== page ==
All eyes are on the U.S. Women's Amateur (and getting back to school) come August, but in July? There are all kinds of opportunities for summer heroics. Here are the players who found some in the past 30 days:
Isabella Fierro, North & South Women’s Amateur
World Amateur Golf Ranking: No. 85
College: Oklahoma State commit
Skinny: When she won the North & South at Pinehurst Resort to start the month, Fierro became the first Mexican-born player to get her name on that iconic trophy. That’s a big deal considering this is the longest consecutively running amateur championship in the country. She received a Twitter shout-out from her mentor, Lorena Ochoa, for it, too. Also on Fierro’s win list of late: the South American Women’s Amateur (she won that one by 10 shots) and the Mexican National Amateur.
Krystal Quihuis, Women’s TRANS National Championship
World Amateur Golf Ranking: No. 38
Skinny: Quihuis, an Arizona stalwart, flew across the country to claim the TRANS, a 72-hole stroke play event at Mid Pines Golf Club in Southern Pines, N.C. She was 10 strokes better than all but one other player (Michigan State’s Sarah Burnham). It’s a good sign for the Wildcat’s anchor heading into the season.
Cara Gorlei, South African Women’s Amateur
World Amateur Golf Ranking: No. 170
Skinny: Gorlei’s victory in South Africa comes seven years after first playing the event and a year after giving it away in the home stretch. She said in an interview after her defeat of Denver’s Jessica Dreesbeimdieke that she had been practicing and preparing for the week all summer. Now it’s back to Fayetteville, Ark., for her junior season.
Agathe Laisne, European Ladies Amateur
World Amateur Golf Ranking: No. 66
College: Texas signee
Skinny: What a nice way to put herself on the map as she begins her freshman season at Texas. If you haven’t heard of her, Laisne is the Paris native who has spent the past two years racking up top 10s around the world and played the 2015 Evian Championship, an LPGA major, on a much-deserved youth wildcard. At the European Ladies Amateur, she needed back-to-back finishing rounds of 67 to close out Swiss favorites Albane Valenzuela and Morgane Metraux in their own backyard (Switzerland’s Golf Club de Lausanne). Now Laisne gets to play the 2018 Ricoh Women’s British Open.
Erica Shepherd, U.S. Girls’ Junior
World Amateur Golf Ranking: No. 372
College: Duke commit
Skinny: The thing we all learned about Shepherd last week at the U.S. Girls’ Junior was how mentally tough she could be after enduring some hard lashes through social media (read more about that here). But those close to her already knew that – swing coach Brent Nicoson said she battled a rib injury last summer, but played through it. Nicoson, who coaches NCAA Division II golf at the University of Indianapolis, calls Shepherd the hardest-working player he’s ever coached. Period.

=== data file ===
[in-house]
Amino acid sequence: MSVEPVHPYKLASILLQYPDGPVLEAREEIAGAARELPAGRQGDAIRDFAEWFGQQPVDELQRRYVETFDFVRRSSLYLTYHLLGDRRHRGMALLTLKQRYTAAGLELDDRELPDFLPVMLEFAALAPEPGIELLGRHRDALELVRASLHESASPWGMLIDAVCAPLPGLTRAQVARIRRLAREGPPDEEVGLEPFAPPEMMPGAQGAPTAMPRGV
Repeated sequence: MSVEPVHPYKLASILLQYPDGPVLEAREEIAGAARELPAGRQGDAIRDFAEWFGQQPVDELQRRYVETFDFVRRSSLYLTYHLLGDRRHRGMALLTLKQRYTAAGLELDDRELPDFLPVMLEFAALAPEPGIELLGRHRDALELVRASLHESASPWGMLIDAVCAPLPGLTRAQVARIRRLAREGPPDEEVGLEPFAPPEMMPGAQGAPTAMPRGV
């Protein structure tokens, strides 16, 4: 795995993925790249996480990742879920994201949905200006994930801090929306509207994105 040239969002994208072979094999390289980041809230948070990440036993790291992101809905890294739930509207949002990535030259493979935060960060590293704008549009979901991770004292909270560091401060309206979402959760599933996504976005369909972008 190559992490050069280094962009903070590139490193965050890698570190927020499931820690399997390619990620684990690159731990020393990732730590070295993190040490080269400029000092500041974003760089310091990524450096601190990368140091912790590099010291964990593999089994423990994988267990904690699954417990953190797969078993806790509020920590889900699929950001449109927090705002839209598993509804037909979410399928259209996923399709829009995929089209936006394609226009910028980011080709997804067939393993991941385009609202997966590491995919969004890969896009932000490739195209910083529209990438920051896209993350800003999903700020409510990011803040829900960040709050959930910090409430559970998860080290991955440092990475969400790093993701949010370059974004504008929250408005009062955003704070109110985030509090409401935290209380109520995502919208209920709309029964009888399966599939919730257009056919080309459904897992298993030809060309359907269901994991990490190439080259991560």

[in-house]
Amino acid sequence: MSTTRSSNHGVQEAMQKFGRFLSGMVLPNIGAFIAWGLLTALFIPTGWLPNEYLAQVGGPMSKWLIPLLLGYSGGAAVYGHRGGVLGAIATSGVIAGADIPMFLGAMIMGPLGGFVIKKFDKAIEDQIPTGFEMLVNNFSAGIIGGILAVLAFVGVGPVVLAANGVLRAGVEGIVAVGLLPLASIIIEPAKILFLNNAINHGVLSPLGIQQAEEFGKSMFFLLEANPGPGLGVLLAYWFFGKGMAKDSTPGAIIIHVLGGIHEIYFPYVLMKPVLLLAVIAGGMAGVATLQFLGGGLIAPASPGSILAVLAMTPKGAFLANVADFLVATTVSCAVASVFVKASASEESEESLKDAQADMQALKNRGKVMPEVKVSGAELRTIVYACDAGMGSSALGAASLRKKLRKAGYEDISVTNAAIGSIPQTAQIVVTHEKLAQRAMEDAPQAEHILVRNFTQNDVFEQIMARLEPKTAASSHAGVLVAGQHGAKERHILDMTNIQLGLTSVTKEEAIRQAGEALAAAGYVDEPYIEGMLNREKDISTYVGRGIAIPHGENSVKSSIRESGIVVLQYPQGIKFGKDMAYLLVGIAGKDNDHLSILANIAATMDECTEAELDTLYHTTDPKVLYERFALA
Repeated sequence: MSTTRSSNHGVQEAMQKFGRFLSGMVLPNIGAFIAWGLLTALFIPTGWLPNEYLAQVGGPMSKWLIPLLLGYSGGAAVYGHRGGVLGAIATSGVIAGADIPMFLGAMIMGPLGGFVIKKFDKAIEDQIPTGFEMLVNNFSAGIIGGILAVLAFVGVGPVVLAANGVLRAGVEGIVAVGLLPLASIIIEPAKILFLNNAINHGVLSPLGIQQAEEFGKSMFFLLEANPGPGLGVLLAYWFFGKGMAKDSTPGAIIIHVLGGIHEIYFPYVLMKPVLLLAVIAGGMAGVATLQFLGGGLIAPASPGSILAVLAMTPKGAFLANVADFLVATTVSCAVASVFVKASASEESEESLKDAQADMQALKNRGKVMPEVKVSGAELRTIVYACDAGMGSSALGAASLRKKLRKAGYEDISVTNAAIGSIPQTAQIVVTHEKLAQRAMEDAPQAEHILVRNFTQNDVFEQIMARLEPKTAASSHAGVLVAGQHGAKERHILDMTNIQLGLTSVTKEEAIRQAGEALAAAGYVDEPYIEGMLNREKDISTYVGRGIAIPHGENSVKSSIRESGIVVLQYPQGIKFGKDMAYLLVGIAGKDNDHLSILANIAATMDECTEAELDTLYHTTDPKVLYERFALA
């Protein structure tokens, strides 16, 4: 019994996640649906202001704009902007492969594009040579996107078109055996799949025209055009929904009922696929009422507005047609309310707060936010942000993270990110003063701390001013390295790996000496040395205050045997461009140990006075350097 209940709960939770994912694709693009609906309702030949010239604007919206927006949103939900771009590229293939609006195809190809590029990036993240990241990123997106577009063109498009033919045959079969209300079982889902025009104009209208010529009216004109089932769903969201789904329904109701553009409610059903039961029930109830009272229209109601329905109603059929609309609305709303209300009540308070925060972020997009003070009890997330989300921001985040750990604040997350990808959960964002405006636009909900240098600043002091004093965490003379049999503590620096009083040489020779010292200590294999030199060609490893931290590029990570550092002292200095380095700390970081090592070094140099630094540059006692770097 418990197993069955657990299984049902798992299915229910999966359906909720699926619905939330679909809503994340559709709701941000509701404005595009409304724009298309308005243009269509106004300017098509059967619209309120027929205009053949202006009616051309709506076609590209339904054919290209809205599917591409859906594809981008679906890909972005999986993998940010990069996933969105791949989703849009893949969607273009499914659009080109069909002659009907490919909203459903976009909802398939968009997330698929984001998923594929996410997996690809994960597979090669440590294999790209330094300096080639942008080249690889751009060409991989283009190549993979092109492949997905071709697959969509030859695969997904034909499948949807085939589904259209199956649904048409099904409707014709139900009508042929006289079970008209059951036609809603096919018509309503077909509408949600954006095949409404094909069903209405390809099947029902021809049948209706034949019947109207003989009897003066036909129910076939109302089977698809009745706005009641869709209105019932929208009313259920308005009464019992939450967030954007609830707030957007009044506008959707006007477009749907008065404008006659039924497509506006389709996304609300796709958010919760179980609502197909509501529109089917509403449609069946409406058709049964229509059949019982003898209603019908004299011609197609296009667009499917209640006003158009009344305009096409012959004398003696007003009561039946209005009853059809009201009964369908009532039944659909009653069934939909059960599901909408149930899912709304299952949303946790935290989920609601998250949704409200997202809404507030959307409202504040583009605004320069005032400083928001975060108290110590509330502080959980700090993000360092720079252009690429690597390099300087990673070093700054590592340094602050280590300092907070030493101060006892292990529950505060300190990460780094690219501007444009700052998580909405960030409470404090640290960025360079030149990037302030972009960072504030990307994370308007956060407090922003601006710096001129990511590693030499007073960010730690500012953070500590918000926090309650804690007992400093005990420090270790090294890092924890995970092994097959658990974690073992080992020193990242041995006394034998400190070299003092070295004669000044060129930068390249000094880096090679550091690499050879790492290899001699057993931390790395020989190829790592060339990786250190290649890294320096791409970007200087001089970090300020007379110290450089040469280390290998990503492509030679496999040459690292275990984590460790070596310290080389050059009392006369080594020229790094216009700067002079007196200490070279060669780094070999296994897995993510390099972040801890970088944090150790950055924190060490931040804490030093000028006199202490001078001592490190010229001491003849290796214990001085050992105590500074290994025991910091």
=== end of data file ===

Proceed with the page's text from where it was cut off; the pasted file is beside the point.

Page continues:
Jennifer Kupcho, Canadian Women’s Amateur
World Amateur Golf Ranking: No. 4
College: Wake Forest
Skinny: Colorado conditions must translate well to Ontario, Canada, because Westminster, Colo., native Kupcho never trailed in her Canadian Women’s Amateur romp. She led wire-to-wire in the 72-hole event and at 7 under, was five shots clear of the field. Look for her at the U.S. Women’s Amateur – she’s on my short list to win.
Rose Zhang, Junior PGA Championship
World Amateur Golf Ranking: No. 307
College: No commitment
Skinny: Lucky is the college team that scoops up this incoming high-school freshman…in four more years. Zhang broke a slew of records (second-round score, third-round score and 54-hole total) in the stifling Midwest heat at CC of St. Albans (Mo.) to win her first Junior PGA title at the tender age of 14. Keep this one on your radar – her story is still unfolding.
Julianne Alvarez, Pacific Northwest Women’s Amateur
World Amateur Golf Ranking: No. 167
Skinny: To hear Alvarez talk about the PNGA Women’s Amateur final, it wasn’t the sharpest of days. Alvarez even admittedly took her driver out of play before the match was over, but she still won in two extra holes. In fact, she chipped in for birdie to finish off opponent Samantha Martirez, which is reminiscent of Alvarez’s strong closing performance at the 2016 NCAA Championship (she stuck her approach in the deciding match to give Washington the title). Now the Washington junior, who hails from New Zealand, gets to add her name to a trophy etched with Pacific Northwest icons like longtime Huskies coach Edean Ihlanfeldt.